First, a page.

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Ex-firefighter sues Montague for stifling free speech | News

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Ex-firefighter sues Montague for stifling free speech
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MONTAGUE, Mich. (WZZM) - A former Montague firefighter is suing the department and his ex-boss, claiming he was fired for opposing a new fire house and supporting the fire chief's brother.

Former Montague Fire Chief Dennis Roesler handled dissent among the ranks by having people fired or demoted – including his own brother, the federal lawsuit claims.

The seven-member Montague Fire District Board acted in lock-step with the chief, effectively silencing anyone who opposed the department, to the detriment of the public good, the lawsuit claims.

It's the latest black-eye for the Muskegon County fire agency that oversees protection for the city of Montague along with Montague and White River townships.

Internal squabbling, the embattled new firehouse and criminal charges against the fire chief have plagued a department that is staffed with several members of the Roesler family.

Dennis Roesler was suspended as fire chief in April after he was charged with assaulting his wife. He pleaded no contest to the charge and was sentenced in September to jail and probation. He is still with the fire department, but was demoted to firefighter.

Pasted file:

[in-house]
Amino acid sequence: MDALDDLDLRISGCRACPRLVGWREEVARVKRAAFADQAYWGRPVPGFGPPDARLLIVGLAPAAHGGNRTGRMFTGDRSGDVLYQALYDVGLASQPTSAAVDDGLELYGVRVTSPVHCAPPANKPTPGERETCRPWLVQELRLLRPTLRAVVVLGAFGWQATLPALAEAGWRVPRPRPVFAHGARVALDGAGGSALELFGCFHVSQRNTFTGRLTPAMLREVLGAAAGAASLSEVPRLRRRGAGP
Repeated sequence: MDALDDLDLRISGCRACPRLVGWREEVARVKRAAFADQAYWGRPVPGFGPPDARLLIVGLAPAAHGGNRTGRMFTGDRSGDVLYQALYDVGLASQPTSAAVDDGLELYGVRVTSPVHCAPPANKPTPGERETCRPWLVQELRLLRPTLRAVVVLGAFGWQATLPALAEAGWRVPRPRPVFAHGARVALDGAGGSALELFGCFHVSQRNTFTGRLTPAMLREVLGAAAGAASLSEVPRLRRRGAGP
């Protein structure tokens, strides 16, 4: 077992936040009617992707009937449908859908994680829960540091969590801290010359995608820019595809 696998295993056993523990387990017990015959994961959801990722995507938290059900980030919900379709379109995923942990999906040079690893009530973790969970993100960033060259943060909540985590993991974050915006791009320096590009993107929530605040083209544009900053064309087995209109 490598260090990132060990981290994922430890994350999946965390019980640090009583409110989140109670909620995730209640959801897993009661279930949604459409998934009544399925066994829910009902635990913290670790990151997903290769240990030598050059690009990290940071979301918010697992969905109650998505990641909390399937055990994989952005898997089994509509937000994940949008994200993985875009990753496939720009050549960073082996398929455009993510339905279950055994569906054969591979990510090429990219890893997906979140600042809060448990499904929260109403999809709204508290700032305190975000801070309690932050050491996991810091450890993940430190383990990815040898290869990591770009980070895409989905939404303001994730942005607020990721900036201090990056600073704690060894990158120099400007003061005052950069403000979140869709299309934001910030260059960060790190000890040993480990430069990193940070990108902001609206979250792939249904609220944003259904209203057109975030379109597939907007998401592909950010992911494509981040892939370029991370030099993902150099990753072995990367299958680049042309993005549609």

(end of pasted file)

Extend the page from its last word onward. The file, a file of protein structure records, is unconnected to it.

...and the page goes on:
Glen Naghtin a Montague firefighter for 31 years, claims Dennis Roesler's conduct "was either motivated by evil or involved reckless or callous indifference'' to Naghtin's First Amendment right to free speech.

At the core of the controversy was a 2010 proposal to build a new fire station during Dennis Roesler's tenure as chief. His brother, fire Capt. Donald Roesler, spoke out against construction flaws, fire code violations and deviations from accepted specifications, the suit claims.

Donald Roesler, who was elected captain by his peers, asked for a leave of absence due to mounting tensions surrounding the issue.

Despite the fact that no one had ever been denied a leave of absence, Chief Dennis Roesler denied his brother's request and demoted him to fire fighter "due to his speaking out about the issues with the fire station construction,'' the lawsuit states.

After the demotion, Naghtin launched a petition drive seeking the captain's reinstatement, saying he was demoted for "speaking out on issues of public concern, including problems connected to the building of a new fire station.''

During a special meeting on Dec. 7, 2011, Chief Roesler recommended that Naghtin be fired, and the Board voted accordingly. The lawsuit claims Chief Roesler routinely retaliated against those who criticized his performance as chief.

Other firefighters kept their opinions to themselves because they feared they would lose their jobs if they spoke out against the fire chief or the new building, the suit claims.

The actions created an "informal system of censoring speech through an abuse of the fire Board's powers,'' the lawsuit claims.


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